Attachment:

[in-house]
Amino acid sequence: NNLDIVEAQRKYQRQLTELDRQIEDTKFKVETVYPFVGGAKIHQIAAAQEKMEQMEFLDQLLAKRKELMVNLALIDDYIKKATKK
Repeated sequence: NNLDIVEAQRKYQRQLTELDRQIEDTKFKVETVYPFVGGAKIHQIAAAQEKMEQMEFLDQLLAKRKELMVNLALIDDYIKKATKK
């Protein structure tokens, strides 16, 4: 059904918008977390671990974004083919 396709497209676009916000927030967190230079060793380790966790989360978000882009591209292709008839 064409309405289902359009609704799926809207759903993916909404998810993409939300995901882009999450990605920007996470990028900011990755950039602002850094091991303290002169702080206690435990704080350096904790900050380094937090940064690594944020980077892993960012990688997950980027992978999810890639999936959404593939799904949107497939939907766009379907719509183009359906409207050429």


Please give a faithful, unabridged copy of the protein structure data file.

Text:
[in-house]
Amino acid sequence: NNLDIVEAQRKYQRQLTELDRQIEDTKFKVETVYPFVGGAKIHQIAAAQEKMEQMEFLDQLLAKRKELMVNLALIDDYIKKATKK
Repeated sequence: NNLDIVEAQRKYQRQLTELDRQIEDTKFKVETVYPFVGGAKIHQIAAAQEKMEQMEFLDQLLAKRKELMVNLALIDDYIKKATKK
């Protein structure tokens, strides 16, 4: 059904918008977390671990974004083919 396709497209676009916000927030967190230079060793380790966790989360978000882009591209292709008839 064409309405289902359009609704799926809207759903993916909404998810993409939300995901882009999450990605920007996470990028900011990755950039602002850094091991303290002169702080206690435990704080350096904790900050380094937090940064690594944020980077892993960012990688997950980027992978999810890639999936959404593939799904949107497939939907766009379907719509183009359906409207050429």